The Erotic Art of Pompeii 

A woman hovers over a penis while a servant assists
A woman hovers over a penis while a servant assists

On Aug 24th, 79 A.D., Mount Vesuvius erupted and preserved the Roman city of Pompeii in 25 meters of volcanic rock and ash. If you had a similar elementary schooling to me, then you probably already knew that. What you probably don’t know is what they found in Pompeii during their excavations. And, there’s a reason for that. 

The city of Pompeii resided in the same location as the Vatican; therefore, in 1748, when archeologists excavated the location and discovered a city seeped in sex, they didn’t know what to do. How do you tell people the Pope’s home is a petri dish of sex? The very thing they consider a sin? Well, it turns out you don’t. The King at the time took one look at the findings and hid all of Pompeii’s sexual objects behind doors in a place they called The Secret Cabinet; it was never to be seen by the public again. Unfortunately for the King in 2004, The Secret Cabinet was opened to the public for all eyes to see. So, let’s discuss the surprising amount of erotic art that was found and what it was used for. 

The Erotic Paintings of Pompeii 

The erotic paintings of Pompeii are the most notable from the findings because there is no discrepancy to what they are. The people in the images ARE fucking. Though, what I find particularly amusing about these paintings is how they were used around the city. From brothels to houses, they were found in many places.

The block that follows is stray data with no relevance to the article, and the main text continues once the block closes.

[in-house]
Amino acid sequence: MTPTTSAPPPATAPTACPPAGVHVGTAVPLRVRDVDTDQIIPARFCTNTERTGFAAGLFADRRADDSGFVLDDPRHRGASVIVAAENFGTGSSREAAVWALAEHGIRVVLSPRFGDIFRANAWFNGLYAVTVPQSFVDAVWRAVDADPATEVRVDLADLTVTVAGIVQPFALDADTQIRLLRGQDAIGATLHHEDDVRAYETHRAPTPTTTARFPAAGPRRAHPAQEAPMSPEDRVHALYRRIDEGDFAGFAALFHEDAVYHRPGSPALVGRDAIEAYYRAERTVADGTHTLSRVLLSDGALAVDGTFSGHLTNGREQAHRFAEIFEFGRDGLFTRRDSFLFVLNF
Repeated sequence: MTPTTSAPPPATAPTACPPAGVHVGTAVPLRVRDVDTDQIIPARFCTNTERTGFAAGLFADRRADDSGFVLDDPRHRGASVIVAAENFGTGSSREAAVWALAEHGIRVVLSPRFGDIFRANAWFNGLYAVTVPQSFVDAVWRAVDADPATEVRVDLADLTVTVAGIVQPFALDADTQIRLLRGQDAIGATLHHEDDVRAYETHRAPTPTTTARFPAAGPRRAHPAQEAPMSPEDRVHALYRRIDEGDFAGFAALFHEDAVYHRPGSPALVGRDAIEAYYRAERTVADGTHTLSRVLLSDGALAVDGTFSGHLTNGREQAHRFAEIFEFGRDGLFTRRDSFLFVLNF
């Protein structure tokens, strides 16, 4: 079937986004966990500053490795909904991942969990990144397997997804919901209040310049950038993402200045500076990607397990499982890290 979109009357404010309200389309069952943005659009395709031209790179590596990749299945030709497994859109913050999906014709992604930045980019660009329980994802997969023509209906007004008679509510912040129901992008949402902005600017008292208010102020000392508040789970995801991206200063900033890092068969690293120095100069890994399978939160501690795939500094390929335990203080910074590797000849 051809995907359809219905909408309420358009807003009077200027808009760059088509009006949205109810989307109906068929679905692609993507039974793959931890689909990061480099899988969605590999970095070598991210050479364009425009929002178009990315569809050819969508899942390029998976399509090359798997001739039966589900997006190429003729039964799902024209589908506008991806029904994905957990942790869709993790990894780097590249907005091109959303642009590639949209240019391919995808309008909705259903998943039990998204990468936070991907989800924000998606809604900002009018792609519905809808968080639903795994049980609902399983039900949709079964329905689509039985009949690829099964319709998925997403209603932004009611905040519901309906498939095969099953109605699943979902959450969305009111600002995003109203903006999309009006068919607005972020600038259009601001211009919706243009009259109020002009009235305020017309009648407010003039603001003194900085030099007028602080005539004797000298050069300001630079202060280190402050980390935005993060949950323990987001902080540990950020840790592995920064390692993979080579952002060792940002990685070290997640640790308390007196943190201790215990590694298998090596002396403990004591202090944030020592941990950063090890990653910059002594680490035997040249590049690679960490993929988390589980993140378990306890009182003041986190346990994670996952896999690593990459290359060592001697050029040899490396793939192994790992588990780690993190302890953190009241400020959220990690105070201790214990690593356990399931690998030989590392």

In brothels, it has been speculated that these were a type of “advertisement” of what that particular place offered. Meaning, you’d go to the room with a certain position above the door and be given just that. Other historians differ and say it could’ve just been ancient porn and that a brothel was the perfect spot for it. 

In houses, on the other hand, there seem to be two reasons Pompeians of the time would have an erotic painting in their houses. The first reason is people would put them in their houses for status. A piece of erotic art would be hung in a public part of the house, and it was thought that guests would see it, and think “wow, the owner of the house has great taste.” and I can’t say that they’re wrong, because I would also think this. The second use of these painting were for private, swinger sex rooms. Yes, you read that correctly. Inside some of the houses in Pompeii, they found single rooms with the walls covered in erotic paintings. Confused at first, the historians looked deeper, and what do you know, some of the Pompeians had dedicated sex rooms! Talk about living the dream. 

Conclusion 

I always love to see “modern” sex views throughout history. No, the city of Pompeii wasn’t sex-positive in the way we use it today (it was toxic in many), but they were ahead of their time. They were very open and fluid with sex, and it didn’t matter who you decided to have sex with, male, female, or anything in between. Their public art of very explicit scenes of sex shows a society that wasn’t afraid to have pleasure, and there’s something to admire about that. 

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